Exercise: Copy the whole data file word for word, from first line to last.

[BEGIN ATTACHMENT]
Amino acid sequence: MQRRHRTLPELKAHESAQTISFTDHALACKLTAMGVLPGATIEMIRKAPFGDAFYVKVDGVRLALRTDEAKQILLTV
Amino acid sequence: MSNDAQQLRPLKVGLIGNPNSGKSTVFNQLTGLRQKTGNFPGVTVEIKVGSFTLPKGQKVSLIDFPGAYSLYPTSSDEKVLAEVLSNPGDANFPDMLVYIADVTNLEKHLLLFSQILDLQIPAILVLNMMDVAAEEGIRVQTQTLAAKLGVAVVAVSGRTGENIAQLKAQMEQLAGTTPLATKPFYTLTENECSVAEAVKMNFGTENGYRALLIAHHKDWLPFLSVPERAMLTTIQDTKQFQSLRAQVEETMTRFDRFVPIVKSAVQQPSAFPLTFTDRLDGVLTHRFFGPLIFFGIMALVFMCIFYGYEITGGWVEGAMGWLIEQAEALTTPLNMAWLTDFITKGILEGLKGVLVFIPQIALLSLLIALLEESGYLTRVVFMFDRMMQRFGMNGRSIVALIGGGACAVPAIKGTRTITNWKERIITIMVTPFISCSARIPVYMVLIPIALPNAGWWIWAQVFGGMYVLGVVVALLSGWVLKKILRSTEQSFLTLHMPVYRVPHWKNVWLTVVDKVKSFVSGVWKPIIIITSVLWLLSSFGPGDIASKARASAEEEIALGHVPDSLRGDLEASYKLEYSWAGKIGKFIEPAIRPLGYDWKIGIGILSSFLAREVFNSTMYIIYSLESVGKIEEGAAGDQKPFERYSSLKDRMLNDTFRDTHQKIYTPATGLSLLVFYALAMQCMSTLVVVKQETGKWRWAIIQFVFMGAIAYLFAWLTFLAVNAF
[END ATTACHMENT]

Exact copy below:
Amino acid sequence: MQRRHRTLPELKAHESAQTISFTDHALACKLTAMGVLPGATIEMIRKAPFGDAFYVKVDGVRLALRTDEAKQILLTV
Amino acid sequence: MSNDAQQLRPLKVGLIGNPNSGKSTVFNQLTGLRQKTGNFPGVTVEIKVGSFTLPKGQKVSLIDFPGAYSLYPTSSDEKVLAEVLSNPGDANFPDMLVYIADVTNLEKHLLLFSQILDLQIPAILVLNMMDVAAEEGIRVQTQTLAAKLGVAVVAVSGRTGENIAQLKAQMEQLAGTTPLATKPFYTLTENECSVAEAVKMNFGTENGYRALLIAHHKDWLPFLSVPERAMLTTIQDTKQFQSLRAQVEETMTRFDRFVPIVKSAVQQPSAFPLTFTDRLDGVLTHRFFGPLIFFGIMALVFMCIFYGYEITGGWVEGAMGWLIEQAEALTTPLNMAWLTDFITKGILEGLKGVLVFIPQIALLSLLIALLEESGYLTRVVFMFDRMMQRFGMNGRSIVALIGGGACAVPAIKGTRTITNWKERIITIMVTPFISCSARIPVYMVLIPIALPNAGWWIWAQVFGGMYVLGVVVALLSGWVLKKILRSTEQSFLTLHMPVYRVPHWKNVWLTVVDKVKSFVSGVWKPIIIITSVLWLLSSFGPGDIASKARASAEEEIALGHVPDSLRGDLEASYKLEYSWAGKIGKFIEPAIRPLGYDWKIGIGILSSFLAREVFNSTMYIIYSLESVGKIEEGAAGDQKPFERYSSLKDRMLNDTFRDTHQKIYTPATGLSLLVFYALAMQCMSTLVVVKQETGKWRWAIIQFVFMGAIAYLFAWLTFLAVNAF